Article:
Board affirms commitment to address climate change

Wednesday, January 3, 2018

In early December 2017, the Board of Commissioners passed a resolution (3-0) that affirms the county’s commitment to addressing climate change, reducing greenhouse gas emission and developing a climate action plan.

The Board joins Oregon State Government, nine local governments, thirteen colleges and universities, and more than 50 organizations and private businesses within Oregon by signing the “We Are Still In” pledge to institute and implement the intent of the 2015 Paris Climate Agreement.

In addition to signing the “We Are Still In” pledge, the resolution commits Benton County to:

  • Continue monthly tracking of facility resource use including: electricity, natural gas, fleet fuels, and water; and require publicizing results on the County website by February 2018.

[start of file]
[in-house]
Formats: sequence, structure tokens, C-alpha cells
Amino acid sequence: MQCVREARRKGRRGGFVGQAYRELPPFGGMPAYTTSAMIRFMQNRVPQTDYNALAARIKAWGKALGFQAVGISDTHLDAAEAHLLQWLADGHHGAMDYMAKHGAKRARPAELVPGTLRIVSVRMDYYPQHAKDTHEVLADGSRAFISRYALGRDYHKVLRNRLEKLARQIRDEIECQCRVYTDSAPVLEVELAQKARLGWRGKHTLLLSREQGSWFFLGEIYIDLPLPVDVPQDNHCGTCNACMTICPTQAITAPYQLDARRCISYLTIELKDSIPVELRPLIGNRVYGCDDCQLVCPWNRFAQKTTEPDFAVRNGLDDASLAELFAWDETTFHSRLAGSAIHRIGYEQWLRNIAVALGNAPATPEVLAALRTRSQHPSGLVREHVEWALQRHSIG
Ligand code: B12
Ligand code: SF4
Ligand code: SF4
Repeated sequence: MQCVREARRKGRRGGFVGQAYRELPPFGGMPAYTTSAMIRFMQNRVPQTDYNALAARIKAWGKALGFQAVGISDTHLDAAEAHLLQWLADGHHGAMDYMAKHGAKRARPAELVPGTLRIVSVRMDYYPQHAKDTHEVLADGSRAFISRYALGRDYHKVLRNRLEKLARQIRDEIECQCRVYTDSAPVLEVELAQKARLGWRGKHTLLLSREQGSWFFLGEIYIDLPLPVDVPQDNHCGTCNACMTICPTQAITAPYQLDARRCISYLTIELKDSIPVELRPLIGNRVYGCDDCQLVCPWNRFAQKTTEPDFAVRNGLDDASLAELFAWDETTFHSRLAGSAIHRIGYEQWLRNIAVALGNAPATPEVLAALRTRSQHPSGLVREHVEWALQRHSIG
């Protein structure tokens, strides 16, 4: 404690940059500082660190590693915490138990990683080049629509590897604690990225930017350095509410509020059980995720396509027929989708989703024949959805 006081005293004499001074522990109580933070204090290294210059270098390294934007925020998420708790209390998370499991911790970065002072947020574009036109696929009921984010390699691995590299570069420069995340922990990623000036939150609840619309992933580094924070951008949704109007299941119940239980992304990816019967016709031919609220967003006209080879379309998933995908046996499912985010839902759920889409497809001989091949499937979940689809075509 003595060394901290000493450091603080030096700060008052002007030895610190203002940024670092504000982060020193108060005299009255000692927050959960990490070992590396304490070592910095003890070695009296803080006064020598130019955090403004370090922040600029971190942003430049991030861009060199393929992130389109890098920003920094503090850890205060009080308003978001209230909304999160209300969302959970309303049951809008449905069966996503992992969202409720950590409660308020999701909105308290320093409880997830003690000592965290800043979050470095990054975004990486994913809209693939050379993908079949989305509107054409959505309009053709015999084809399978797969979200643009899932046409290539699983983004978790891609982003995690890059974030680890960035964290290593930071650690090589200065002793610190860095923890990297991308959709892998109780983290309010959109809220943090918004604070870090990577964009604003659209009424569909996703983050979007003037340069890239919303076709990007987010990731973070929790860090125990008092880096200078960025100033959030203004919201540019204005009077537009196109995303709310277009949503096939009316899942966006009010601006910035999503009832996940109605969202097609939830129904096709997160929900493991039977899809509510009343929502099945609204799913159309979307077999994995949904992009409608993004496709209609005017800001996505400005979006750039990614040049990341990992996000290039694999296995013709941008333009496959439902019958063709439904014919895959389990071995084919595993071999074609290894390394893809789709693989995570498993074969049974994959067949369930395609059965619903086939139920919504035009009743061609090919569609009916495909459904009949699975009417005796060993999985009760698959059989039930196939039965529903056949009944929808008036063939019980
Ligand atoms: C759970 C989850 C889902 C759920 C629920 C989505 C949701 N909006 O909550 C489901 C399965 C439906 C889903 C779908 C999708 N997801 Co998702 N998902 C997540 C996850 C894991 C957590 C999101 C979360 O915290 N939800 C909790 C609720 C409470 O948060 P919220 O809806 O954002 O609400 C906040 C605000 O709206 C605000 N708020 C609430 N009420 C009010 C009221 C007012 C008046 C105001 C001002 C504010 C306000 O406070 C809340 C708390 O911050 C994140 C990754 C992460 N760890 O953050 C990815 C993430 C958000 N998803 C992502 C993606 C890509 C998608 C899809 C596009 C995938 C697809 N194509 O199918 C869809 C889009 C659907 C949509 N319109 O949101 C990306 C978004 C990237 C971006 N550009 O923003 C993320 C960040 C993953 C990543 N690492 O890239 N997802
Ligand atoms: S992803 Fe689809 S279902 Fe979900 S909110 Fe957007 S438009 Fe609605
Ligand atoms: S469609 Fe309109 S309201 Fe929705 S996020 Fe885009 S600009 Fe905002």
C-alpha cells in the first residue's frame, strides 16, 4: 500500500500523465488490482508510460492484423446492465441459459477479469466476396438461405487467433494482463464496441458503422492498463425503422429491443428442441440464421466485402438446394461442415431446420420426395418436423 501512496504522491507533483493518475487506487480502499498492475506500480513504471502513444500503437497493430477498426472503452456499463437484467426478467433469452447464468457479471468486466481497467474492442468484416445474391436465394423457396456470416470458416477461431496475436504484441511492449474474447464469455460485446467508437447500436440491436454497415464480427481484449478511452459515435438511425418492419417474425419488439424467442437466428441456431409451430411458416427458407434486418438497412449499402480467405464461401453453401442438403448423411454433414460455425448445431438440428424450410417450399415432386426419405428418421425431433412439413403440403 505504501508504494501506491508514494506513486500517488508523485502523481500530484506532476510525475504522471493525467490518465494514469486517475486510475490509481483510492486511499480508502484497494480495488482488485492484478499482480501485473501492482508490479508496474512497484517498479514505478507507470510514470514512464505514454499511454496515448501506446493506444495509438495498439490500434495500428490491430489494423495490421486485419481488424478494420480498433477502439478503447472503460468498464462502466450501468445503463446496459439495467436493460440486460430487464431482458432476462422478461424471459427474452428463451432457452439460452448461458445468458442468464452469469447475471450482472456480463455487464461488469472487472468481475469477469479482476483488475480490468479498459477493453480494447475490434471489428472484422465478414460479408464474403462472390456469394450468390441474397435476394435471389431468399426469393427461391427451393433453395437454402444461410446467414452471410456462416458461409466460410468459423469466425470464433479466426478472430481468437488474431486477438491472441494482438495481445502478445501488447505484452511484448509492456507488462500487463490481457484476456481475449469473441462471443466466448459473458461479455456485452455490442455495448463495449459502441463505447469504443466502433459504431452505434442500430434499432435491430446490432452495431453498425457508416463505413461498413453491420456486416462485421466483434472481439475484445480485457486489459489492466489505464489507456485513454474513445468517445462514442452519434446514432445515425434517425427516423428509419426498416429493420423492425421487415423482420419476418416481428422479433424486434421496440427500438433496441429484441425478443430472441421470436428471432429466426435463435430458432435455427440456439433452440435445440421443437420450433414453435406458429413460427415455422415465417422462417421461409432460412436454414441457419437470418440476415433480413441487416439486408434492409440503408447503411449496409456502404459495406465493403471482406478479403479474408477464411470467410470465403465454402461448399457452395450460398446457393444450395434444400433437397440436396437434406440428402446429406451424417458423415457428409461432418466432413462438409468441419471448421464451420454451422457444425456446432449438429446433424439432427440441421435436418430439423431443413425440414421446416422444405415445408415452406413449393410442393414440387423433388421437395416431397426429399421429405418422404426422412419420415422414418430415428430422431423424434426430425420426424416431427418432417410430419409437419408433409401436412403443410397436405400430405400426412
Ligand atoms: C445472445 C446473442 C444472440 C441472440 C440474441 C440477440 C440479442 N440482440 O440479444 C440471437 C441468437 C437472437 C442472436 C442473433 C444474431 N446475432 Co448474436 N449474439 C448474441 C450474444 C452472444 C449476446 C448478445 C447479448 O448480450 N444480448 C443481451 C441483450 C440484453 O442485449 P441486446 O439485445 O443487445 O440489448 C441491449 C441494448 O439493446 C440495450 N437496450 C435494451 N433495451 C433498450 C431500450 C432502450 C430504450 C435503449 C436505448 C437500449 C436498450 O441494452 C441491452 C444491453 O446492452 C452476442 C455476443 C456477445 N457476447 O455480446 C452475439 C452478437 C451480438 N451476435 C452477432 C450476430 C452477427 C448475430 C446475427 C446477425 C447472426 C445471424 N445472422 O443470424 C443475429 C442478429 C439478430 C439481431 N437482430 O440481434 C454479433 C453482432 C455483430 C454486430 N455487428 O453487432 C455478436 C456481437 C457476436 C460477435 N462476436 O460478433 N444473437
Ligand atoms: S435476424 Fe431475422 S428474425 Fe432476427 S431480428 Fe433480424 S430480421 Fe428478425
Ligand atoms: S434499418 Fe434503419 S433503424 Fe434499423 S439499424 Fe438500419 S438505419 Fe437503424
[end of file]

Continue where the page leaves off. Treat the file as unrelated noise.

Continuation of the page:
• Analyze current resource use and identify an aggressive greenhouse gas emissions goal by February 2018.
  • Develop a Climate Change Action Plan to achieve the greenhouse gas emissions goal by August 2018.

The Paris Agreement’s central aim is to strengthen the global response to the threat of climate change. Additionally, the agreement aims to strengthen the ability of countries to deal with the impacts of climate change.

“We know that in order to take actions to mitigate impacts from climate change, we need to approach sustainability practices from economic, environmental and social lenses,” said Annabelle Jaramillo, County Commissioner.

“We are working actively to ensure our countywide plans use a systems level approach that considers climate change and human health impacts. The health of the people that live, work and play in our county, and the natural resources that make Benton County so unique are top priority.”

In 2015 Benton County Health Services staff completed a comprehensive assessment of the human health and environmental impacts resulting from projected climate change within Benton County and the surrounding region. Major impacts identified from the assessment include increased chances of:

  • Extreme Weather Events (Storm, Heat, Snow/Ice, Flooding, Landslides, High Winds, etc.)
  • Drought
  • Wildfire/Forest Fires
  • Human Health Impacts
  • Habitat & Wildlife Impacts
  • Governance/Operations

To learn more, watch this video that further discusses how Benton County is responding to climate change: